1. Reports
  2. Daily FX Report
Non-independent Research

Daily FX Report

Read disclaimer



The French PMI business confidence data was stronger than expected for November and German data also beat expectations with the composite output index strengthening to 52.8 for November from 52.0 previously and above consensus forecasts of 51.0. The Euro-zone PMI manufacturing index edged higher to 58.6 for November from 58.3 and above expectations of 57.3. The services sector also confounded expectations with a net gain to a 3-month high of 56.6 from 54.6 in October.  There were further strong gains in employment and order backlogs increased, although overall business confidence dipped to a 10-month low. There was a record increase in input costs for the second month running while selling prices increased at the fastest rate for close to 20 years.

ECB Council member Knot stated that current supply-side shocks may not be temporary and that the central bank is likely to stop emergency bond purchases in March 2022. The Eurozone data provided an element of relief, but the Euro was still hampered by unease surrounding coronavirus developments.

The US PMI data was mixed as the manufacturing index strengthened to a 2-month high of 59.1 rom 58.4, but the services-sector component dipped to a 2-month low of 57.0 from 58.7. There was a further increase in order backlogs while companies continued to face severe supply-side difficulties with further deterioration in vendor performance and persistent labour shortages. Manufacturing costs increased at the strongest rate since the survey began with selling prices increasing at the second-fastest rate on record. The increase in service-sector prices was also the highest on record as companies looked to pass on cost increases.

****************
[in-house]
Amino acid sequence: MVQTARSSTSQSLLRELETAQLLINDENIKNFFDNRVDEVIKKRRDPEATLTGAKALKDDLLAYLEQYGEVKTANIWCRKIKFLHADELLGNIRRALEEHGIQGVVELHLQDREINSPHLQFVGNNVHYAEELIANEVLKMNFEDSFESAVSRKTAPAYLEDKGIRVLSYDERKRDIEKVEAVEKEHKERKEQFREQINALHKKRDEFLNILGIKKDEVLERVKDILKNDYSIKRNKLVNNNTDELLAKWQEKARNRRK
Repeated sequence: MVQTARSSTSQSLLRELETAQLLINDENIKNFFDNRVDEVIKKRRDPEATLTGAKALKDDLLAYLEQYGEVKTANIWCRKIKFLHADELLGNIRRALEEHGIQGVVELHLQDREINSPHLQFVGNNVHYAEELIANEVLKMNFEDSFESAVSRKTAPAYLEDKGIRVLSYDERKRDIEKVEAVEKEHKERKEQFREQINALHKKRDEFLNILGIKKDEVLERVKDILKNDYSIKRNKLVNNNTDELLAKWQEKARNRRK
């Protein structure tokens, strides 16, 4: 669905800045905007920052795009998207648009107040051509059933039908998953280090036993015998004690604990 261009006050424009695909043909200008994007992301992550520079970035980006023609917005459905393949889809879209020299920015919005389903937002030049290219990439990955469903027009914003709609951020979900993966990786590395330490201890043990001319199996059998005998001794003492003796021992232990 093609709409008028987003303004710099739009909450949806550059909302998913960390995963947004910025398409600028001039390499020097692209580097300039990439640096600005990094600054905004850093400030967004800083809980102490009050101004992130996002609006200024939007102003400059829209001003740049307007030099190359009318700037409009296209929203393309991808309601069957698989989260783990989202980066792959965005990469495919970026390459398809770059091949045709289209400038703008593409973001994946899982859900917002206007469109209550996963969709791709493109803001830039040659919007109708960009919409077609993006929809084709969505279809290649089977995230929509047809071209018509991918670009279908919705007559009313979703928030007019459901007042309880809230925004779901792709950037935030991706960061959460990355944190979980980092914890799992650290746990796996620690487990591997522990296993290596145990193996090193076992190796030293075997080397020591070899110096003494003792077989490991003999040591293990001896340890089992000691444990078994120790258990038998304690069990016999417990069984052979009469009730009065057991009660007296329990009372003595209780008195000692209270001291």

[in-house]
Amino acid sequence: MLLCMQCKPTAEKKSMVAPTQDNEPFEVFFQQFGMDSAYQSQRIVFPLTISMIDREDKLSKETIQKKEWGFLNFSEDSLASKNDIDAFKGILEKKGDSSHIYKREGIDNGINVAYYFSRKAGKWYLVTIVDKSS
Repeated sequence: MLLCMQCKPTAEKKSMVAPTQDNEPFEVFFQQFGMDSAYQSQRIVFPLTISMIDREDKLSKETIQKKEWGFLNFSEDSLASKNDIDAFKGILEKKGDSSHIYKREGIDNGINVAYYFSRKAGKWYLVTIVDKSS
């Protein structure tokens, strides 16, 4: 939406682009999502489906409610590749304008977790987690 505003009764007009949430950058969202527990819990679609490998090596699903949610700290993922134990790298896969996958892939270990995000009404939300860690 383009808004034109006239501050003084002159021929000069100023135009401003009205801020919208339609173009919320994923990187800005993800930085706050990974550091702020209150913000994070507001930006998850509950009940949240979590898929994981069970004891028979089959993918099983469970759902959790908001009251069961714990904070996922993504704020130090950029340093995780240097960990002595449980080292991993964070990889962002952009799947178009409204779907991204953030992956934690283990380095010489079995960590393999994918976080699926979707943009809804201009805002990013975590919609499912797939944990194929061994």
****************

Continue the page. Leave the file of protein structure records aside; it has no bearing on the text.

The data will maintain concerns surrounding inflation pressures in the economy with further pressure for the Federal Reserve to tighten policy at a faster rate.

The Euro found some support at 16-month lows around 1.1225 with a tentative rally. Overall Euro confidence remained fragile and just below 1.1250 on Wednesday.




The US Richmond Fed manufacturing index edged lower to 11 for November from 12 the previous month with a slower increase in new orders. The labour-market components remained strong while there was a net easing of upward pressure on costs and prices.

US Treasuries continued to lose ground during Tuesday with the 10-year yield increasing to above 1.65%. Higher bond yields continued to underpin the dollar and the yen remained generally on the defensive, although the US currency did hit persistent selling interest above the important 115.00 level.

Japan’s PMI manufacturing index edged higher for November while the services index posted the strongest advance since September 2019.

Japanese equities declined after being closed for a holiday on Tuesday, although other Asian markets were little changed as risk appetite held steady. US yields retreated during the Asian session which limited further dollar support and the dollar traded just below 115.00 in Europe with the Euro around 129.25.




The UK PMI manufacturing index edged higher to a 3-month high of 58.2 for November from 57.8 previously and above consensus forecasts of 57.3. The services-sector index declined marginally to 58.6 from 59.1, in line with expectations. Sterling failed to gain from the data with fresh 2021 lows below 1.3350 against the dollar

Bank of England MPC member Haskel stated that a gradual increase in interest rates would represent a return to normal. He noted that labour-market developments would be very important and that the bank needs to be vigilant about rising labour costs. In particular, he noted the risk that wages increases increase at a faster rate than productivity which would put upward pressure on inflation. Nevertheless, he still expressed reservations over an early move to hike rates.

Bank Governor Bailey also commented that the labour market is very tight and he also warned that the bank may not give significant forward guidance in the future.